29 of us met at 0900 for the Castlemartin Range West walk, on a grey and windy day, hoping the forecast heavy rain would hold off till later in the day. Peter Royle in his role as a National Park Walk Leader, assisted by Alison Beak as backmarker, led the walk, while Bob and Annie Haycock were our wildlife guides.
Bob and Annie were soon turning up rare plants, including goldilocks aster, while the golden samphire was still showing well. The colder weather resulted in low insect activity; whilst several species of bumblebee were found the shrill carder bee refused to put in an appearance, and the strand beetle was as elusive as usual. On the path we came across live ammunition and dead rodents – a common shrew and later a pygmy shrew. On a more optimistic note two baby seals were spotted on Hobby Horse Bay.
On the birding front there was a flock of around 20 choughs feeding amongst the anthills, and seeking shelter in rock crevices when rain threatened. A young sparrow hawk perched obligingly close to the path for several minutes. Several species of shore wader were noted, including small flocks of sanderlings and ringed plovers. A Mediterranean gull was also a nice find in Bluckspool Bay. The birding highlight was unanimously agreed to be an osprey moving southwards, being harried by a sparrowhawk and a kestrel over the cliff edge.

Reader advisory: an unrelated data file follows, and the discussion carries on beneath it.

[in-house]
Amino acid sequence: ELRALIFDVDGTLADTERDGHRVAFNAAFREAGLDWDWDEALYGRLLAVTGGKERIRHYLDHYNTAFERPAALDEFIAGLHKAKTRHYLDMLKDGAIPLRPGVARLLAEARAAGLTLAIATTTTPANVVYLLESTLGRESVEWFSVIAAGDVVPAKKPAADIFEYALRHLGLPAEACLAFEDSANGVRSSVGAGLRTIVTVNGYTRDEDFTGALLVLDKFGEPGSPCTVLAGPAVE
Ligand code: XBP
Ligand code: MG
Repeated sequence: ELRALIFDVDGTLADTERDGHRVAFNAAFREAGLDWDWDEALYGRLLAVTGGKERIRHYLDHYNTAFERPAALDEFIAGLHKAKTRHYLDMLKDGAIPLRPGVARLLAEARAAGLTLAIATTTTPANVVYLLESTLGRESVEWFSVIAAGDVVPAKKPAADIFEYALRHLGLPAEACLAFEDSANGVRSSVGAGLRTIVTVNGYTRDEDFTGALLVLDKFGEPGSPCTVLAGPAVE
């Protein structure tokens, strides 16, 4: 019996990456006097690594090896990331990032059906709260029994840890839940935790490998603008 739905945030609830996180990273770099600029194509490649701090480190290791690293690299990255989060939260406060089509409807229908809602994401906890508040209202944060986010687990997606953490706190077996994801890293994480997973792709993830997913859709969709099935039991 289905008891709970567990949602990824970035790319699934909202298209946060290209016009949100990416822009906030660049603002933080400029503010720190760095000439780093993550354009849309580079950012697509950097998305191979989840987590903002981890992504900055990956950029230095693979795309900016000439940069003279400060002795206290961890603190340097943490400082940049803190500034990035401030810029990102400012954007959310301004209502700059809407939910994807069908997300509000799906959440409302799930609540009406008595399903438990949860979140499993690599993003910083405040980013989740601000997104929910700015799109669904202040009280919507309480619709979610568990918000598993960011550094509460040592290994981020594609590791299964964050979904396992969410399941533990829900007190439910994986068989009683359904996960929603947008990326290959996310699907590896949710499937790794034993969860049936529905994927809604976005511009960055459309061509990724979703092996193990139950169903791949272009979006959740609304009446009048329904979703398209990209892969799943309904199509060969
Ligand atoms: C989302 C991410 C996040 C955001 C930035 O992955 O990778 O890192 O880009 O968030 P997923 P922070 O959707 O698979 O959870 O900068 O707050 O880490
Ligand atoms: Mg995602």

For some considerable distance we were joined by a herd of around 20 Friesian steers that dutifully followed in single line at our rear, joined in with a look over the cliffs at the seals, and stopped for lunch with us at Linney Head, before eventually finding something else to do.
With the rain holding off we could move at a very leisurely pace and reached the cars at around 4.30. Just as I returned the keys to the Guardroom at Merrion Camp the serious rain started.
Everyone agreed it had been a very interesting day, thanks to Bob and Annie’s knowledge and enthusiasm. We all look forward to the opportunity of walking the range again next year in the early summer.